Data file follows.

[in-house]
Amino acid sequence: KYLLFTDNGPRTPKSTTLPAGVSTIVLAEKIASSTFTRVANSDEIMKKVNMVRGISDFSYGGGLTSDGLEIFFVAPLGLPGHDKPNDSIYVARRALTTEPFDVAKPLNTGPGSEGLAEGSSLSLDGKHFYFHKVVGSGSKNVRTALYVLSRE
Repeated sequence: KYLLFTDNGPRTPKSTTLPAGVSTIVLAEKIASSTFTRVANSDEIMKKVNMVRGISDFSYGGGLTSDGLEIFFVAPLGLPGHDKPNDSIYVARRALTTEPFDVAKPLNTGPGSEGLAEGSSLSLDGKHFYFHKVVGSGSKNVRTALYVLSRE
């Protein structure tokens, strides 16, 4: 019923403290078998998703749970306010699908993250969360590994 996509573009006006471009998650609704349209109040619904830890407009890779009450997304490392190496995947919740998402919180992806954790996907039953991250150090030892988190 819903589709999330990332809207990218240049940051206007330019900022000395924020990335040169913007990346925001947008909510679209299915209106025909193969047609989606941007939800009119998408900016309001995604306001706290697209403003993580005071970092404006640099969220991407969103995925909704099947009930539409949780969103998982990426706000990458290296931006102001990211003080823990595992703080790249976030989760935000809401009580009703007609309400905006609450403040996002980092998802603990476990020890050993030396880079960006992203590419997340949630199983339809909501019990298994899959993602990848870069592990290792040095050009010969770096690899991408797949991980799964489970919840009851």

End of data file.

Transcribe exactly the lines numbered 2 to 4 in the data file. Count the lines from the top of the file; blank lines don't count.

Amino acid sequence: KYLLFTDNGPRTPKSTTLPAGVSTIVLAEKIASSTFTRVANSDEIMKKVNMVRGISDFSYGGGLTSDGLEIFFVAPLGLPGHDKPNDSIYVARRALTTEPFDVAKPLNTGPGSEGLAEGSSLSLDGKHFYFHKVVGSGSKNVRTALYVLSRE
Repeated sequence: KYLLFTDNGPRTPKSTTLPAGVSTIVLAEKIASSTFTRVANSDEIMKKVNMVRGISDFSYGGGLTSDGLEIFFVAPLGLPGHDKPNDSIYVARRALTTEPFDVAKPLNTGPGSEGLAEGSSLSLDGKHFYFHKVVGSGSKNVRTALYVLSRE
């Protein structure tokens, strides 16, 4: 019923403290078998998703749970306010699908993250969360590994 996509573009006006471009998650609704349209109040619904830890407009890779009450997304490392190496995947919740998402919180992806954790996907039953991250150090030892988190 819903589709999330990332809207990218240049940051206007330019900022000395924020990335040169913007990346925001947008909510679209299915209106025909193969047609989606941007939800009119998408900016309001995604306001706290697209403003993580005071970092404006640099969220991407969103995925909704099947009930539409949780969103998982990426706000990458290296931006102001990211003080823990595992703080790249976030989760935000809401009580009703007609309400905006609450403040996002980092998802603990476990020890050993030396880079960006992203590419997340949630199983339809909501019990298994899959993602990848870069592990290792040095050009010969770096690899991408797949991980799964489970919840009851």